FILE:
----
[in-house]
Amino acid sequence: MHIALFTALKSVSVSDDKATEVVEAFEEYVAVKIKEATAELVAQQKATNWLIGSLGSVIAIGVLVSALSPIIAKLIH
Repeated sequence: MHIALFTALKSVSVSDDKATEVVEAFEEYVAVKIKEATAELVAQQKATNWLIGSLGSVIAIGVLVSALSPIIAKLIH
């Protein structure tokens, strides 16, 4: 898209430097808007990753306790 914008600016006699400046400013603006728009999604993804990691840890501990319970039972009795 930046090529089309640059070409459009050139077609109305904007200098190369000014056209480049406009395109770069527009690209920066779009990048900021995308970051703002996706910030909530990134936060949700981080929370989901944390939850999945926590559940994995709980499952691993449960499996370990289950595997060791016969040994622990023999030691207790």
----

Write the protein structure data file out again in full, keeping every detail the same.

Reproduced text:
[in-house]
Amino acid sequence: MHIALFTALKSVSVSDDKATEVVEAFEEYVAVKIKEATAELVAQQKATNWLIGSLGSVIAIGVLVSALSPIIAKLIH
Repeated sequence: MHIALFTALKSVSVSDDKATEVVEAFEEYVAVKIKEATAELVAQQKATNWLIGSLGSVIAIGVLVSALSPIIAKLIH
């Protein structure tokens, strides 16, 4: 898209430097808007990753306790 914008600016006699400046400013603006728009999604993804990691840890501990319970039972009795 930046090529089309640059070409459009050139077609109305904007200098190369000014056209480049406009395109770069527009690209920066779009990048900021995308970051703002996706910030909530990134936060949700981080929370989901944390939850999945926590559940994995709980499952691993449960499996370990289950595997060791016969040994622990023999030691207790």